Detroiters attend Water Fair in hopes of getting relief from shutoffs
Belinda Bradford, a 41-year-old mother of two, hasn’t had running water in her home for two months.
The Detroit resident is behind $1,700 on her water bill and since June has had to visit family members to shower, use the bathroom and cook. Her children help her clean the house, but the toilets and sinks smell like sewage, she said.
Saturday morning, she got some relief.
Bradford was one of thousands expected at Saturday’s Cobo Water Fair, held by Mayor Mike Duggan, City Council President Brenda Jones and the Detroit Water and Sewerage Department. The event allowed customers to make payments on past-due bills, or at least set up a payment plan. Holds were placed on shutoff notices, and, as in Bradford’s case, water was turned back on for those able to pay.
“They helped me and my family,” she said as she left Cobo. “The water will probably be back on by the time we get home. I’m elated.”
City water officials have faced protests for cutting service for people who owe more than $150 or are at least two months behind on payments. A moratorium was placed on the shutoffs, but it expires Monday.
Despite her inability to pay, Bradford said she understood the shutoffs, which began in March.
“You have to pay your bills,” she said. “It’s a business. If you want free water, go live on the beach.”
Officials have said more than $89 million is owed in delinquent bills, including more than $43 million from 80,000 residential accounts.
On Saturday, customers were offered a 24-month, 10/30/50 payment plan. Under the plan, they can make arrangement to pay 10 percent of their past due balance and keep their water service. If a payment is missed, people can make another arrangement by putting down 30 percent of what is owed, and if a second payment is missed, 50 percent is due. Anyone who misses a third payment is no longer eligible.
To be eligible, a customer must have an outstanding balance between $300 and $1,000, maintain average water usage for their household size, and be enrolled in DTE’s Low Income Self-Sufficiency Plan or have an income at or below 150 percent of the federal poverty level. For a family of four, the threshold is $33,775.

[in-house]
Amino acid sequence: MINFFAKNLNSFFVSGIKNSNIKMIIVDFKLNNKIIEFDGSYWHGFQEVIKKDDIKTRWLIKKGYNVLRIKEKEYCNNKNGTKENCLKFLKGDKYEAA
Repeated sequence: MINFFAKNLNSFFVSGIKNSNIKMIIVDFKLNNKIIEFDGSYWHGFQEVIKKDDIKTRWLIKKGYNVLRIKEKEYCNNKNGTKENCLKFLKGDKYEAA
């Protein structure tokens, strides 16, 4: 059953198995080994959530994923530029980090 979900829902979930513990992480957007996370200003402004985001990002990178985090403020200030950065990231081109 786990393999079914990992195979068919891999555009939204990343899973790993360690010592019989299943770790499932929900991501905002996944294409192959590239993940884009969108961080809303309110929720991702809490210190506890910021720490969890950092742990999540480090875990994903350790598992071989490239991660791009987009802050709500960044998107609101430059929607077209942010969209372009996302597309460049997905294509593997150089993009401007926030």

Maria Patterson, 42, was among those enrolling in the payment plan. The city gave her two weeks to pay 10 percent of her $515 bill.
“I’m happy my water won’t be shut off,” she said as she left Cobo. “I think this is a good thing for the city. Mayor Duggan is fulfilling his end of the bargain by helping us.”
Since March, the department has shut off water to more than 17,000 Detroiters. More than half have had their water service restored after paying their bill or making payment arrangements, officials have said.
In recent weeks, Duggan’s office has taken over handling the water issue. As part of its plan, the city has pledged to provide better notice of impending water shutoffs. Bills will clearly explain the shutoff status and employees will put handbills on doorknobs a week before cutting off the water.
More than 7,000 residents have taken advantage of a payment plan thus far, Duggan’s office says.
Ernest Wilson, 38, was hoping to be among that growing number Saturday. He was waiting in line with hundreds of others, hoping to set up a payment plan for the $1,000 water bill he can’t afford to pay. The father of four said the process has been stressful.
“It’s been kind of difficult to try to catch up with bills on top of bills,” Wilson said. “I think some relief is coming today.”
Separately on Saturday, United Auto Workers Local 551 plans to pass out gallon jugs of water at 15600 Grand River to those Detroiters whose water was been shut off. The rally will begin at 2 p.m.
Lauren Abdel-Razzaq contributed.